This is the time of year when people all over the world come up with their own personal resolutions, well-meaning as they are, meant to help them change things in their lives that are unsatisfactory to them for whatever reasons. Some of the most popular resolutions deal with body image, with emotional issues, and with organization, which all make sense because those are the same issues that a majority of human beings struggle with. But too many people take too much time focusing on the resolutions, on creating their list and making sure it’s numbered properly, that they lose sight of the other half of the equation: implementation of the plan.
Resolution: A decision or determination.
Implementation: The act of putting into effect.
It’s ironic that so many people resolve to be more organized, and implementing those resolutions is one of the biggest organizational tasks that can be undertaken. That’s precisely why usually even with such big hopes most people crash and burn when it comes to carrying out those gargantuan tasks they’ve set forth for themselves. Think about the resolutions you yourself have made over the years, and let me know how many of them were successful. Even thinking about my own, it’s difficult to pinpoint the ones that haven’t fizzled after a few days of fervent resolve. And that’s because life often gets in the way.
I know, it’s funny to hear that. After all, these resolutions ARE the epitome of the new life we’re trying to create for ourselves. How can life possibly get in the way of our heaven sent plans? The answer is so easy it might just astound you. We spend so much time those first few days focusing so much on our “new” life that we forget we have one that is waiting in the shadows for us to falter, and then swoops back in to reclaim us as its own. It’s really subtle at first, too. For example, one of my resolutions last year was to exercise more, and to that end I began a custom-made regimen on Wii Fit. It lasted all of two weeks (my personal record). Then life intervened.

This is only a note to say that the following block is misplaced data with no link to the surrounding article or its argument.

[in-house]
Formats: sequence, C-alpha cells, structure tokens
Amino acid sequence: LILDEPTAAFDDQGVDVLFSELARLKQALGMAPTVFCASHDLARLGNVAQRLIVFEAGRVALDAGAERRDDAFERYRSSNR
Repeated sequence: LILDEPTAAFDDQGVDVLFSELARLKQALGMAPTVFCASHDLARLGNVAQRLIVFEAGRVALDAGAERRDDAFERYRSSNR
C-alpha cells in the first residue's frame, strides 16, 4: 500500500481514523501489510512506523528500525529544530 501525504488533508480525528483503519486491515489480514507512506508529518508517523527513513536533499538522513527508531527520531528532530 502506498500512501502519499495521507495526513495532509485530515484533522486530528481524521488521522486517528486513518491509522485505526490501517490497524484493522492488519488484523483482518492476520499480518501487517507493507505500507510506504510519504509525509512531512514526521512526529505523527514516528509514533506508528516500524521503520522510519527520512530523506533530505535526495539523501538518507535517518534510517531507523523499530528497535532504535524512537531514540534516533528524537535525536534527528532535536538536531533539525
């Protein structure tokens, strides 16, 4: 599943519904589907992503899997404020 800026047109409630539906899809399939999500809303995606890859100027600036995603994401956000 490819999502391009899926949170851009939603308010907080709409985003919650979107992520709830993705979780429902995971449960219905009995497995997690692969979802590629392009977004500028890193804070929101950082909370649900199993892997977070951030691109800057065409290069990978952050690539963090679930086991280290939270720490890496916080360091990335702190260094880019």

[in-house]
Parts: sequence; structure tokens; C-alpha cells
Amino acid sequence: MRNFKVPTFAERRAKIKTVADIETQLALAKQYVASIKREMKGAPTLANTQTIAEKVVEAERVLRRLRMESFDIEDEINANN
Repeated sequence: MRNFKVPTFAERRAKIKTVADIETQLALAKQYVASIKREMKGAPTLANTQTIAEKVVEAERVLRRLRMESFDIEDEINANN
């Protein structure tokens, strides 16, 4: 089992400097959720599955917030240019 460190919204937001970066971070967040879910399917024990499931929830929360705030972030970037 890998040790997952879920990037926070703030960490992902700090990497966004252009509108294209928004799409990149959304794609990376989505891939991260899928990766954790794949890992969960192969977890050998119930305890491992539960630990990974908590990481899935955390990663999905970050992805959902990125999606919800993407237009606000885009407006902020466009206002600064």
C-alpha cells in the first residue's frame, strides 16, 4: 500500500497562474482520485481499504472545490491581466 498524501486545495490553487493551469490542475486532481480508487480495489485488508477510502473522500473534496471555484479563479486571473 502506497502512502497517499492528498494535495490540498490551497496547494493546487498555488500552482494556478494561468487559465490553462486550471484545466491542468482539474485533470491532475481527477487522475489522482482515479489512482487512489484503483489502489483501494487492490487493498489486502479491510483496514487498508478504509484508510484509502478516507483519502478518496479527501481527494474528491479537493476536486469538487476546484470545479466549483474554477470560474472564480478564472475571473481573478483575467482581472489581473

You see, as time went by, and I was becoming acclimated to my “new” schedule of working out, I stopped doing a lot of things I had done previously. I stopped writing as much, and I avoided some of the foods that I knew had helped get me out of shape in the first place. But slowly and surely, I began writing more, and I started adding those foods back into my diet without even realizing it. That’s because as much as I thought I had changed my ways and routines, all I had done was take an extended vacation from those routines, and my internal system phased them right back in without me even knowing. Before too long I was back to not exercising, to eating whatever I wanted, including those fatty foods, and I didn’t even realize things had shifted back.
It’s what I like to call “regression to the established norm,” and it’s a valid hypothesis to explaining why so many resolutions go awry. When there’s no solid implementation of real sweeping change, when there’s just a resolution with no true end goal and established plan to get there, it’s way too easy to return to the status quo prior to those resolutions. So, let’s make a plan this year. We aren’t going to make resolutions that require seismic shifts in our thinking and in our activities. We can stair step them throughout the year that way, so that by the time we’re really doing what we set out to do it has been a while coming, and we have dealt with the setbacks along the way. Because there will be setbacks; no system is perfect.
Resolve with me to work your resolutions in stages, and by December we’ll be celebrating together with some streamers and cake.